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Corsican Gourd seeds

Market price: $6.75
Our price: $2.49
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Corsican Gourd Seeds

Lagenaria siceraria

140 days from 2nd set of leaves to harvestable fruit.

Germination takes 5-10 days in most cases, but can take as many as 30 days.


Grows round, squat, pale green gourds (3.5-5 x 6-12 inch) on 15-35 foot vines. For more uniformity, tie up to a sturdy trellis. Dries out to a pale tan color.

Classicaly used for crafting decorative jewelry boxes, planters, toys, and all purpose containers. If cured correctly and kept dry after use, the shell will last indefinitely. You can get creative with these! Paint, stain, carve, drill, cut, and generally be creative. Crafting with gourds is very similar to the way you would use other organic materials, such as wood.

This variety of gourd has sightly different growth suggestions than others.

Germination can take from 5-10 days, or sometimes as much as 30 days. To assist with germination, soak seeds in water for 12-24 hours. You can also use scarification methods to shorten germination time.

Sow 2-4 weeks after last frost only after soil temperature has warmed up to at least 60°F, about the same time you plant corn. Can be started indoors 3-4 weeks before last frost, for those areas with shorter growing seasons.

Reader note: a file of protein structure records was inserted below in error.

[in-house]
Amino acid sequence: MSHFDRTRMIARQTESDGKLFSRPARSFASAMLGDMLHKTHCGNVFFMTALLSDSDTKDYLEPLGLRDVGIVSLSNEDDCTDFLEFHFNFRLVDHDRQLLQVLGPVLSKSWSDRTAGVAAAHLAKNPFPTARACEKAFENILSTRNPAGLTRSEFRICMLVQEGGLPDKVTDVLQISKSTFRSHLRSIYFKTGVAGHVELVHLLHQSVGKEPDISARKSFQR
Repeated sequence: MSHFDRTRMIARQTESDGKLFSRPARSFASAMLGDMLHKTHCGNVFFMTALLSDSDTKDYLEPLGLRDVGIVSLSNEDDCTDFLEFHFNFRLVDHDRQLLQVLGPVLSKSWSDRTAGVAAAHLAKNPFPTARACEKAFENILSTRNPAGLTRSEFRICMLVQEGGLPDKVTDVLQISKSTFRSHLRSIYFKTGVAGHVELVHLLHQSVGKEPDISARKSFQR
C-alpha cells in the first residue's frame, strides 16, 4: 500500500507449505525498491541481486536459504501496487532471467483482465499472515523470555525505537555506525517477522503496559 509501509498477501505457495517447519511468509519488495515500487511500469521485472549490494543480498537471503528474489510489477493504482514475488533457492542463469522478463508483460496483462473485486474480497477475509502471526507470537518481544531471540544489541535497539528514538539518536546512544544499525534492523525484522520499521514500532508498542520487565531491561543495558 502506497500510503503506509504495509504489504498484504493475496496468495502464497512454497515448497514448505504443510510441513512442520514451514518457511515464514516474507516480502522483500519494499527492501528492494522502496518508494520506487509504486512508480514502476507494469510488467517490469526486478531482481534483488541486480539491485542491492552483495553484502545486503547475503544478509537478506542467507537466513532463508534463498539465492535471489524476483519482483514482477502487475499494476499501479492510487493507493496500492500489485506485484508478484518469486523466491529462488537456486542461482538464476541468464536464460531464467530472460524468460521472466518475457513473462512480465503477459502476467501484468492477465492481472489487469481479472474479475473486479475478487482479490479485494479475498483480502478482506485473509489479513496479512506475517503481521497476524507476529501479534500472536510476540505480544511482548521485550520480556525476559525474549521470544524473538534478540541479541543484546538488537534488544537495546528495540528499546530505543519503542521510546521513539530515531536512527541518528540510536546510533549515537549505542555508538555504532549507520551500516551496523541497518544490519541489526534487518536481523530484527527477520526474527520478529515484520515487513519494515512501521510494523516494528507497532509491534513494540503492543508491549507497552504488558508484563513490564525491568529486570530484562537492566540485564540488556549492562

Harvest when there is no more vitality left in the vine. Unlike some other gourds, Corsican can be harvested after a few light frosts, but before a hard frost. Cut free about 3 inches down the stem, to leave a handle.

Curing can take as many as 6 months. Keep in a dry, cool location, check often, and do not allow the gourds to touch. If mold forms, simply wipe it off. If soft moldy spots persist, remove from drying area and dispose of. Curing is finished when the gourd feels lightweight, has a hard plastic like exterior, and seeds rattle on the inside.



Seed Planting Depth

Seeds per gram

Germination Temperature

Days to Germination

Row Spacing

Plant Spacing

100' Row Yield


1/4" 30 70-90 5-13 24-36" 24-36" 200 lb. Full

Cucurbita pepo

Planting Tips for Heirloom Gourds:

Start indoors 4 to 5 weeks before last frost date.  After germinating, the emerging roots of heirloom gourd seeds will grow back down the seed so plant them with the root down and the point of the seed up.  The planting depth should be slightly deeper than the size of the heirloom gourd seed.  Cover the seed completely with soil but do not compact.  Gourds are senstive, especially so with transplanting.

When moving the heirloom gourd seedlings outside, be sure that the last frost has past.  Gourds can be especially troubled by transplanting, which is why some people will wait and direct seed them.  Plants should be hardend off by slowly exposing them to cooler and cooler temperatures before finally transplating them outside.  Be sure to transplant before vines begin to grow.

Seeding Rate for Heirloom Gourds:

10,000-15,000 plants/acre,

Heirloom seeds are hardy, but always take care with your garden seeds to give them the appropriate amount of moisture - don't let the vegetable seeds dry out prematurely, and don't overwater and possibly have them rot.


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